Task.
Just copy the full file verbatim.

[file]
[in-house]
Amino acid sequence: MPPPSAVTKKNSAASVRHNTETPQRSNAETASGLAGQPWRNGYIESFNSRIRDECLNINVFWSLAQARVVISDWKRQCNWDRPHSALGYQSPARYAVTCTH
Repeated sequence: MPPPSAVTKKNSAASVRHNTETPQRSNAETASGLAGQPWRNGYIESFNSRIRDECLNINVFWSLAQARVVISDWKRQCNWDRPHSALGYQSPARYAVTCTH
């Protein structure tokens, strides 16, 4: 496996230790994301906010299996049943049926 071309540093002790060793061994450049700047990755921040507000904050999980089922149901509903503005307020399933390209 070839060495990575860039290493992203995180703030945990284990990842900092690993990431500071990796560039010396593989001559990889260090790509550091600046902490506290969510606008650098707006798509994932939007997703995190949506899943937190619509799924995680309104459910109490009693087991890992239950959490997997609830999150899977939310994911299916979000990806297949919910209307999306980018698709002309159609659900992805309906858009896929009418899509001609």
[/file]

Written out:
[in-house]
Amino acid sequence: MPPPSAVTKKNSAASVRHNTETPQRSNAETASGLAGQPWRNGYIESFNSRIRDECLNINVFWSLAQARVVISDWKRQCNWDRPHSALGYQSPARYAVTCTH
Repeated sequence: MPPPSAVTKKNSAASVRHNTETPQRSNAETASGLAGQPWRNGYIESFNSRIRDECLNINVFWSLAQARVVISDWKRQCNWDRPHSALGYQSPARYAVTCTH
């Protein structure tokens, strides 16, 4: 496996230790994301906010299996049943049926 071309540093002790060793061994450049700047990755921040507000904050999980089922149901509903503005307020399933390209 070839060495990575860039290493992203995180703030945990284990990842900092690993990431500071990796560039010396593989001559990889260090790509550091600046902490506290969510606008650098707006798509994932939007997703995190949506899943937190619509799924995680309104459910109490009693087991890992239950959490997997609830999150899977939310994911299916979000990806297949919910209307999306980018698709002309159609659900992805309906858009896929009418899509001609």